Second, the book contains a good deal of helpful historical and cultural analysis. America has passed through great upheaval in the last 25 years, and the authors do a good job of explaining how these changes have affected the religious landscape. They also analyze how our culture breeds confusion concerning true spiritual transformation. They offer some valuable insights into the problem of individualism in the spiritual quest, and they devote time to discussing how rationalism and "reductionism” have affected our appreciation of the balance between objectivism and subjectivism in relation to discernment and knowing. Basically their argument is that we are still recovering a balance from a primarily objective world view that has been overthrown by the counterculture subjectivity of the sixties. The task is now to produce a new synthesis of the two in our present pluralistic society.
Third, it was helpful to have a book written with sensitivity toward spiritual issues. One of the goals of the editors of this work was to counter the tendency toward reductionism in analysis of spiritual groups and experiences. Materialistic viewpoints are simply inadequate to deal with spiritual issues, even when they have effects in the physical-psychological world. It is obvious that the writers have successfully brought their years of spiritual pilgrimage to this book. Those who are also involved in a spiritual search or pilgrimage will appreciate their sensitivity.
Finally, the discussion concerning the role of authority in spiritual groups was comprehensive. The approaches were not only general and theoretical, but specific and practical. In the interviews, both Ram Dass and Claudio Naranjo talked about their misuse of authority. Werner Erhard’s response to this issue is equally interesting, if less candid. Some of the essayists attempt to construct models of spiritual authority that have existed in various religious traditions for some time. There are specific treatments of authority issues such as sexual relations between master and disciple, testing of a master’s claim to spiritual realization, and making distinctions between submission and subjection. For those concerned with abusive religious groups, this aspect may be the most relevant.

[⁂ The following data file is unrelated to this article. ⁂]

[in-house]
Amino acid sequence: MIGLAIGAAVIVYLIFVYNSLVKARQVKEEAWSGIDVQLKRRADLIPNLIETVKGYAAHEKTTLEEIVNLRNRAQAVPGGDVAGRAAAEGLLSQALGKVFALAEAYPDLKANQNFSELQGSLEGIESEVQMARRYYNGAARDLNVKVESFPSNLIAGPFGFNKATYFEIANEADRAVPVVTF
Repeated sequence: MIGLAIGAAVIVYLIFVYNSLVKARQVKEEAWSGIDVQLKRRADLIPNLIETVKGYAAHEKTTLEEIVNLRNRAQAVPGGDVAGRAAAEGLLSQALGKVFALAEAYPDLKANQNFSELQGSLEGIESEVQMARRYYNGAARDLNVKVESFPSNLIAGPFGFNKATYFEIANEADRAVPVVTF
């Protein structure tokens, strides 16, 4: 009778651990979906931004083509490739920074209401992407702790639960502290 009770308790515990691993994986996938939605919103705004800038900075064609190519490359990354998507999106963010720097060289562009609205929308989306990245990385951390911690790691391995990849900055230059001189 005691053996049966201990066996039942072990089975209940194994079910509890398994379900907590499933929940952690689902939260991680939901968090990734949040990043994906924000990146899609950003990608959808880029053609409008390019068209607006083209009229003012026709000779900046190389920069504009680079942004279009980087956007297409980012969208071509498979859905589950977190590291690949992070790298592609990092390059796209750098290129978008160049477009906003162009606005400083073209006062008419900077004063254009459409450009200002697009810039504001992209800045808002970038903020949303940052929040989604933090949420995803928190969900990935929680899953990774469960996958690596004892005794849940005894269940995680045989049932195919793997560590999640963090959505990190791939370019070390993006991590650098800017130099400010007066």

in some respects Spiritual Choices is itself a psychospiritual supermarket. One can sample a variety of pathways that exist within the present religious milieu. The interviews and essays also offer a variety of viewpoints on the subject of the spiritual search. Yet the way one responds to the work as a whole depends on one”s own assumptions. What is really the essence of spiritual transformation? In the closing interview at the end of the book, Jacob Needleman comments, “Transformation means everything in man is transformed, is put into a new order, and for that, you have to be sensitive to the total environment of man, the inner as well as the outer.” What then, is the nature of the transformation one sees in the NRMS? St. Francis of Assisi, who is mentioned as one of the authentic mystical figures in history, expressed his relationship to God in loving service to others. In contrast to this, much of what passes for spiritual life and growth in the context of " book never seems to go beyond an elevated form of narcissism, no matter how intricate and subtle it appears. Can one really transcend the ego without reaching beyond one’s sea. The answer to this question may have a lot to do with what one’s real spiritual choices should be.
Timothy Brauns, a former member of a "totalist" spiritual group, is completing a master’s degree in theological studies at Gordon-Conwell Theological Seminary. His area of concentration is New Testament studies, and he maintains an active interest in new religious movements.